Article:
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CFPB: Year in Review & Advance

Posted By USFN, Monday, May 13, 2019

by Lance Olsen
McCarthy & Holthus, LLP
USFN Member (AZ, CA, CO, ID, NM, NV, OR, TX, WA)

Alan Wolf
The Wolf Firm
USFN Member (CA)

To properly review the work of the Consumer Financial Protection Bureau (referred to in this article as the “Bureau”) in 2018, we must start in 2017.

In November 2017, the former director of the CFPB resigned to pursue elected office. On the way out, the former director attempted to appoint his own successor; President Trump however appointed his own temporary head of the CFPB, Mick Mulvaney. Most observers seemed to agree that the Bureau director did not have the authority to name his or her own successor, and thus Mulvaney assumed control of the Bureau as 2017 ends (even though it wasn’t until July 2018 that a lawsuit challenging the authority of Mulvaney to act was finally dismissed).

With the change in leadership came a visible change in approach. As a Congressman, Mulvaney had criticized what he perceived to be a lack of oversight and accountability in the structure and operation of the Bureau. Against this backdrop, a change was observed early on in the focus and direction of regulation.

On January 16, 2018 the Bureau announced that it would engage in a rule making process to reconsider the Payday Rule put forward under prior leadership. The Payday Rule imposes restrictions on certain small loan practices and policies. As most of the provisions of that Payday Rule are not effective until August 2019, the January 2018 announcement was perceived by many as notice of the intent of the new Bureau to act independently of old policy.

In February 2018, the Bureau issued its Strategic Plan for the next five years. Within that plan, one significant change from the prior-issued plan was removal of the reference to the Bureau’s authority to enforce against unfair, deceptive or abusive acts or practices. Suggested in the new plan is a turn away from focus on perceived potential abuses to a protection of free and informed choice. Specifically, the new plan called for “free, innovative, competitive, and transparent consumer finance markets where the rights of all parties are protected by the rule of law and where consumers are free to choose the products and services that best fit their individual needs.”

Also, in February 2018, members of the Office of Fair Lending and Equal Opportunity were transferred to  the Office of the Director and their mission was clarified as a focus on advocacy, coordination and education over enforcement. Whether by coincidence or design, 2018 saw nine reported settlements of consent orders resolving previously filed enforcement actions with one newly filed complaint.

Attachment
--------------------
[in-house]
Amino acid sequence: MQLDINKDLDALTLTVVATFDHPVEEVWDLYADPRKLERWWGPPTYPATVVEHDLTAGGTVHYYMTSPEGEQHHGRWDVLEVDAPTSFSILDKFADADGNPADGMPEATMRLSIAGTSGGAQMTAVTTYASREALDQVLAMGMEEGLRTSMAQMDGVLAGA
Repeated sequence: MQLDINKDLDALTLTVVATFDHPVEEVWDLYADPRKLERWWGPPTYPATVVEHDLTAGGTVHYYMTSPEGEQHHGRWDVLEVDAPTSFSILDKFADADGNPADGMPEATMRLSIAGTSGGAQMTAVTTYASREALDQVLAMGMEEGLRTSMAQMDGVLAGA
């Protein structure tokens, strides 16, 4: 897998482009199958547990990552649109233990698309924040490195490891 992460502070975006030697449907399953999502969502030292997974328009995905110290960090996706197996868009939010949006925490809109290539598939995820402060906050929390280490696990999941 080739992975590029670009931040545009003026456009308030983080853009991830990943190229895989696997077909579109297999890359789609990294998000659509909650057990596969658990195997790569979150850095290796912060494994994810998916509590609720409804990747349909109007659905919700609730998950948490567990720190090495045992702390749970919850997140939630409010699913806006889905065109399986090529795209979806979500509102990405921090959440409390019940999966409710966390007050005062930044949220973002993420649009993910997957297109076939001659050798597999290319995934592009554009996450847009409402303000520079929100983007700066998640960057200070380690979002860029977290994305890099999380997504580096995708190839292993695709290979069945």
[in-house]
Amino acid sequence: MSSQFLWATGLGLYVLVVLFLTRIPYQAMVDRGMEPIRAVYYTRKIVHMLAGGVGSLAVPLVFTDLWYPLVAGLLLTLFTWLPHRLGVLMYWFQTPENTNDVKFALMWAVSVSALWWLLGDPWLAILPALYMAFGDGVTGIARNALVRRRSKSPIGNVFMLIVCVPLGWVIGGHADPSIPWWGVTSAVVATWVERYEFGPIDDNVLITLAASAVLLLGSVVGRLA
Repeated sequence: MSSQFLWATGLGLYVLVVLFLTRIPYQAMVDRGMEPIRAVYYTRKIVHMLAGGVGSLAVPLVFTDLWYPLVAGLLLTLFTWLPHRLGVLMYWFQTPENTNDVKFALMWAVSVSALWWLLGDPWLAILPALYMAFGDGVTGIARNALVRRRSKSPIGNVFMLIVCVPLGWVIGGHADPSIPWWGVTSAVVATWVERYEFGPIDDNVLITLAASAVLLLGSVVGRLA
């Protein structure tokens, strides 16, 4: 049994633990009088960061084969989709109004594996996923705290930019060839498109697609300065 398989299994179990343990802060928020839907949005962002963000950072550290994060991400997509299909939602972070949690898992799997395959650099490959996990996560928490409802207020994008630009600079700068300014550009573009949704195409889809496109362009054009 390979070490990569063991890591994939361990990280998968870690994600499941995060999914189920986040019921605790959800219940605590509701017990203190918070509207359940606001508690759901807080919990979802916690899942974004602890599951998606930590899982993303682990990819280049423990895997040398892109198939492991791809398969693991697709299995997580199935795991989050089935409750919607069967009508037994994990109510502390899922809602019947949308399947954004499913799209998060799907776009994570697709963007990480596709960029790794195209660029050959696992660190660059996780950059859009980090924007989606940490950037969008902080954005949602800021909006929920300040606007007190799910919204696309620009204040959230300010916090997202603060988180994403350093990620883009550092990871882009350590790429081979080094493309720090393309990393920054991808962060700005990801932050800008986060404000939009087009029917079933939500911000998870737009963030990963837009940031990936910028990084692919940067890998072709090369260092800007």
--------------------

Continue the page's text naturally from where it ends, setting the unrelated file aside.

By April 2018, the Bureau issued a “call for evidence to ensure the Bureau is fulfilling its proper and appropriate functions to best protect consumers.” Once again, the call for evidence is viewed as an intent to focus more on protection of choice overactive effort to discover enforcement opportunities and push the envelope of consumer protection.

Finally, in June 2018, shortly before the deadline to nominate a permanent director of the Bureau, the White House nominated Kathy Kraninger, a direct report of Mick Mulvaney at the Office of Management and Budget, for confirmation by the United States Senate. Although not much is known about Kraninger’s views on the appropriate role and direction of the Bureau, those with concerns over Mulvaney’s stewardship have expressed concern over her apparent connection and past work under his tutelage.

Changes in 2019
It’s said that predicting the future is easy, the difficult part is in getting it right. With that admonishment, here is what has happened so far in 2019.

As expected, Kraninger was confirmed as the new Director of the Bureau in December. Since she was chosen as a disciple of Mulvaney, and has absolutely no consumer or financial regulatory experience, her path will most likely be to follow the actions of Mulvaney. However, recent actions have indicated that she does not feel obligated to follow through on all of Mulvaney’s initiatives. One example is the proposed changes to the Consumer Advisory Board.

New Position on Fair Debt Collection Practices Act
The Bureau also evidenced its new position on the Fair Debt Collection Practices Act (“FDCPA”) in filing an amicus brief supporting the position of the foreclosing creditor and its law firm in Obduskey v. Wells Fargo.